Lead Paint Poisoning in Kentucky: Questions and Answers

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What are the symptoms and causes of lead poisoning?
There may be no symptoms, or symptoms that are non-specific - headaches, irritability, fatigue, lack of appetite, stomach ache; poor attention span, poor memory, and sleeping for long periods. Adults can have reduced fertility and increased miscarriages, or high blood pressure. Long-term effects in children are mental retardation, behavioral problems, impaired coordination/reaction times, weakened muscles, convulsions, coma or death.

Lead poisoning is caused by eating lead (e.g. in paint chips) or breathing it (as in dust containing lead). Until 1977 lead paint was used in house paints, and older housing often still presents a hazard. Lead is also in colored newsprint and car batteries.

Do renters or home buyers have any legal protection against lead paint poisoning?
Effective 12/96, federal law requires that, before the sale or lease of ANY residential property built prior to 1978, the seller or lessor must do the following:

  • Tell the buyer/renter about any known lead-based paint or hazards in the home;
  • Give the buyer/renter any records or reports about lead-based paint hazards in the home;
  • Give the buyer/renter a copy of the EPA pamphlet, "Protect Your Family From Lead in Your Home";
  • Include certain warning language in the sale or rental contract, with a signed statement that all requirements have been met; and
  • Keep the signed statement for 3 years.Prospective home buyers (not renters) must also be given 10 days to test the home for lead.

In Kentucky if a lead hazard is discovered in rental housing occupied by a child 6 years old or younger, the tenant may cancel the lease without prejudice.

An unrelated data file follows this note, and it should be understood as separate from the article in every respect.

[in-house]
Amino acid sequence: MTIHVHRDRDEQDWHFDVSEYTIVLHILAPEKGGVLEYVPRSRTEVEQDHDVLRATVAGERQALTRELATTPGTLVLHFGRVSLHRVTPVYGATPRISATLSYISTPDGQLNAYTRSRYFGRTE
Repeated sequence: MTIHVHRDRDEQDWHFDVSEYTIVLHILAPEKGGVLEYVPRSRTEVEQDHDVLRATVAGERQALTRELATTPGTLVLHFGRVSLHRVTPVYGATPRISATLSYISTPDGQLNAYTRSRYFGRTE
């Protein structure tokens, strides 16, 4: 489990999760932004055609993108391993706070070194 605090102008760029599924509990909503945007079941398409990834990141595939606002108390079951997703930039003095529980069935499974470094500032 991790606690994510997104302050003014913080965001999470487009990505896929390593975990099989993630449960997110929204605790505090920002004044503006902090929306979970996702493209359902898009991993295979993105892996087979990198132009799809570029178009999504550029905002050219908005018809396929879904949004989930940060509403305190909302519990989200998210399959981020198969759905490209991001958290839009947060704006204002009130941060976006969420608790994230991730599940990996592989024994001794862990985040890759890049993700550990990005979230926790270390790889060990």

There are special removal requirements applicable to government-assisted housing.

What if a seller or lessor does not abide by the disclosure requirements?
Federal law allows for triple damages and attorney fees for violations of these requirements, and provides for civil and criminal penalties under the Toxic Substances Control Act, 15 USC 2615, 2689.

In addition, once a lead paint hazard has been identified, the property may not be rented again until the hazard has been taken care of.

If we are living in older housing, how do we find out if there is a lead paint hazard?
There are testing kits you can buy in hardware stores, but their reliability is disputed. There are certified testers, but they are costly for a tenant to employ. The law does not require property owners to test for lead. The most practical approach for low-income renters is to have the blood of children in the household tested for lead levels on a regular basis.

How can I find out if someone in my family has lead poisoning?

  • Have them get a blood test.
  • Medicaid recipients are supposed to be given lead-level screenings on a regular basis.
  • Non-medicaid recipients are eligible for free testing at their local health department.


Reviewed August 2009